At a recent Agile Coach Camp I attended in June, a fellow participant said it best when he commented that as a software developer who had not really had an interest in people or relationships before, agile changed everything for him. He said Agile methods gave him a way to communicate with others, to trust them, and to understand how to work together to deliver excellent products.
What this gentleman was referring to, perhaps unknowingly, is one of the stages of team development. When an individual moves through stages of not trusting to trusting they are participating in an evolutionary process with a positive end result.
Daniela Moinau writes about this process in her article entitled, “High-performance Teams: Understanding Team Cohesiveness.”
She writes, “Once the storming stage is overcome the team is ready to establish open communications, stable positions and norms – the norming phase. Trust is finally gained, and “when the trust account is high, communication is easy, instant, and effective.” These are the first steps towards cohesiveness. Once cohesiveness is achieved, teams will move from norming to performing and subsequently to highly performing. ”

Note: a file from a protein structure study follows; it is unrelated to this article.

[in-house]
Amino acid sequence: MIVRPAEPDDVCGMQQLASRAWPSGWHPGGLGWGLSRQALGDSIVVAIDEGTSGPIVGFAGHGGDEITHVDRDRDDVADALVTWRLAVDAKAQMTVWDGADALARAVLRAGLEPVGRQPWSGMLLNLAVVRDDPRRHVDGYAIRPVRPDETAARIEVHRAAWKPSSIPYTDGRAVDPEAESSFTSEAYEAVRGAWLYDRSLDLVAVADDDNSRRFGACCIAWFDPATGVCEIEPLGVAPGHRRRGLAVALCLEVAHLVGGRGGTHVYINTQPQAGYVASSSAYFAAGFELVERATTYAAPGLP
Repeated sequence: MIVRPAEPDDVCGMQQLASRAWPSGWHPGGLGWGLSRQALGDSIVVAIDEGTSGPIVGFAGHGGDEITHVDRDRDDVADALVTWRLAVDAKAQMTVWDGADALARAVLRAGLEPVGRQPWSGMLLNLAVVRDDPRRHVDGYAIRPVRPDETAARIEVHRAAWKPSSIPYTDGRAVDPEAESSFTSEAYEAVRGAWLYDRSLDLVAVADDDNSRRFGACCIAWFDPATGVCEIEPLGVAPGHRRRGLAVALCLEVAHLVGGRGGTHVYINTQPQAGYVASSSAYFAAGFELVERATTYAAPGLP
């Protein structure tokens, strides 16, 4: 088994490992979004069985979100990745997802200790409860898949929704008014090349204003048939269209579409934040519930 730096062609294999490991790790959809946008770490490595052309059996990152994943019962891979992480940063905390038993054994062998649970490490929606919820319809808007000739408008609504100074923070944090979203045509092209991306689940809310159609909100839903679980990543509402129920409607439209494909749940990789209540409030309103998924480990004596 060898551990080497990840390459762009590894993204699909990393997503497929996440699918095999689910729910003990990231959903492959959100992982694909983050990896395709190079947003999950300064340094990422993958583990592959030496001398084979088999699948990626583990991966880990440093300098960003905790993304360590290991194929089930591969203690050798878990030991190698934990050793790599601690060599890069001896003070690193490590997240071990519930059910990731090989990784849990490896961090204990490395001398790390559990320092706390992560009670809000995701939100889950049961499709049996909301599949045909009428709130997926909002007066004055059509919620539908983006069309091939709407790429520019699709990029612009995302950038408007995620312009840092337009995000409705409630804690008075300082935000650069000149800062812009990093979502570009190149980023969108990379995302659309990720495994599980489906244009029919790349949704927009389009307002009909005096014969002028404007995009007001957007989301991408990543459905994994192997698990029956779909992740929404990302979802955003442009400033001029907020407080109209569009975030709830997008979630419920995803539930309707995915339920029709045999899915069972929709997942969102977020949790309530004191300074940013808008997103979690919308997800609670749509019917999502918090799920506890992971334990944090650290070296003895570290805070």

So while it may appear somewhat obvious that teams would trust one another, its not obvious to everyone. Each person carries their own unique history and their life experiences are of value. These experiences shaped who they are and what they have become. These experiences, whether pleasant or traumatic, shape a person’s ability to trust.
Agile methods to challenge teams to trust on a more profound level because of the nature of the values and principles which insist on it.
When a person, such as the software developer I mentioned in the first paragraph, overcomes his own internal patterns and learns to trust in a new way it leads to cohesiveness for him and his team. And this cohesiveness leads to high-performance.
As it turns out, trust is essential.
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